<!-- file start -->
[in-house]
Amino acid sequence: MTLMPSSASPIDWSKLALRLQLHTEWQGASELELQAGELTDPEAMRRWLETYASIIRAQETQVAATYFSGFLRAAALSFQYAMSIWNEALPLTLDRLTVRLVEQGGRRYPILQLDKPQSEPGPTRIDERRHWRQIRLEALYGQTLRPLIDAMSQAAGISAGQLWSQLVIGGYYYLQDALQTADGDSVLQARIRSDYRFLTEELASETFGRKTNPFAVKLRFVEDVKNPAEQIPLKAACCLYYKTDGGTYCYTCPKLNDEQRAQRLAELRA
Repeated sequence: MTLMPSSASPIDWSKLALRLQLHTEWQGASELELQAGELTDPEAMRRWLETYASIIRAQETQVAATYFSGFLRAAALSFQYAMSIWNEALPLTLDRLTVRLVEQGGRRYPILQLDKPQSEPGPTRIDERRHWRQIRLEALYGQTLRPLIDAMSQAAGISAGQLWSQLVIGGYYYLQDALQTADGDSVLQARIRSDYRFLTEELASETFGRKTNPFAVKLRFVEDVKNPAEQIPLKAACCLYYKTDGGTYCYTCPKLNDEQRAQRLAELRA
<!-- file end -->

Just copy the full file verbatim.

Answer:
[in-house]
Amino acid sequence: MTLMPSSASPIDWSKLALRLQLHTEWQGASELELQAGELTDPEAMRRWLETYASIIRAQETQVAATYFSGFLRAAALSFQYAMSIWNEALPLTLDRLTVRLVEQGGRRYPILQLDKPQSEPGPTRIDERRHWRQIRLEALYGQTLRPLIDAMSQAAGISAGQLWSQLVIGGYYYLQDALQTADGDSVLQARIRSDYRFLTEELASETFGRKTNPFAVKLRFVEDVKNPAEQIPLKAACCLYYKTDGGTYCYTCPKLNDEQRAQRLAELRA
Repeated sequence: MTLMPSSASPIDWSKLALRLQLHTEWQGASELELQAGELTDPEAMRRWLETYASIIRAQETQVAATYFSGFLRAAALSFQYAMSIWNEALPLTLDRLTVRLVEQGGRRYPILQLDKPQSEPGPTRIDERRHWRQIRLEALYGQTLRPLIDAMSQAAGISAGQLWSQLVIGGYYYLQDALQTADGDSVLQARIRSDYRFLTEELASETFGRKTNPFAVKLRFVEDVKNPAEQIPLKAACCLYYKTDGGTYCYTCPKLNDEQRAQRLAELRA